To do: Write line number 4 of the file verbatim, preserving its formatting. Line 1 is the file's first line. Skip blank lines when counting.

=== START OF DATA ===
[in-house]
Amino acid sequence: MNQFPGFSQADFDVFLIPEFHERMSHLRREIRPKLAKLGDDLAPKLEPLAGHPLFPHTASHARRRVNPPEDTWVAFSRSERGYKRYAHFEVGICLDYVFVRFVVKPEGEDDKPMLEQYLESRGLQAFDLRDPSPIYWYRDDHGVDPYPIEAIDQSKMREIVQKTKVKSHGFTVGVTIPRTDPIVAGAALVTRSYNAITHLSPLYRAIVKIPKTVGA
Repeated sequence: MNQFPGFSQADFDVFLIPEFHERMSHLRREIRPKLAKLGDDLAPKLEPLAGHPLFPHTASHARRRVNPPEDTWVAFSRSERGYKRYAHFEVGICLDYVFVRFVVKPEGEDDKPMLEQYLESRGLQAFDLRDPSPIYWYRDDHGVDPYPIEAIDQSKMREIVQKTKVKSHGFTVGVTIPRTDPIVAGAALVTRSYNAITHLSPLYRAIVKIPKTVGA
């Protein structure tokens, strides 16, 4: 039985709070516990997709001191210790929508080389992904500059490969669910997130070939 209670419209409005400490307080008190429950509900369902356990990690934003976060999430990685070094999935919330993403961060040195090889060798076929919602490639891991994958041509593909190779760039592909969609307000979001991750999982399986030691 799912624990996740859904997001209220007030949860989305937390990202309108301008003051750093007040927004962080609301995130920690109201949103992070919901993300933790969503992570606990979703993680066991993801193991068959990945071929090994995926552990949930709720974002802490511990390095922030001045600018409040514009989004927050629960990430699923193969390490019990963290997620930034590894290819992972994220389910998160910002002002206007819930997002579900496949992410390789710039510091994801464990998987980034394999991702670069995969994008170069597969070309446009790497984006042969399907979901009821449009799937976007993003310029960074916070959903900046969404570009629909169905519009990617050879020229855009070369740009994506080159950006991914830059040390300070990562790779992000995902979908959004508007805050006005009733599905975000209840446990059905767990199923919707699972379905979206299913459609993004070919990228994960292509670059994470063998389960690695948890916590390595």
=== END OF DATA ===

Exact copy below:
């Protein structure tokens, strides 16, 4: 039985709070516990997709001191210790929508080389992904500059490969669910997130070939 209670419209409005400490307080008190429950509900369902356990990690934003976060999430990685070094999935919330993403961060040195090889060798076929919602490639891991994958041509593909190779760039592909969609307000979001991750999982399986030691 799912624990996740859904997001209220007030949860989305937390990202309108301008003051750093007040927004962080609301995130920690109201949103992070919901993300933790969503992570606990979703993680066991993801193991068959990945071929090994995926552990949930709720974002802490511990390095922030001045600018409040514009989004927050629960990430699923193969390490019990963290997620930034590894290819992972994220389910998160910002002002206007819930997002579900496949992410390789710039510091994801464990998987980034394999991702670069995969994008170069597969070309446009790497984006042969399907979901009821449009799937976007993003310029960074916070959903900046969404570009629909169905519009990617050879020229855009070369740009994506080159950006991914830059040390300070990562790779992000995902979908959004508007805050006005009733599905975000209840446990059905767990199923919707699972379905979206299913459609993004070919990228994960292509670059994470063998389960690695948890916590390595």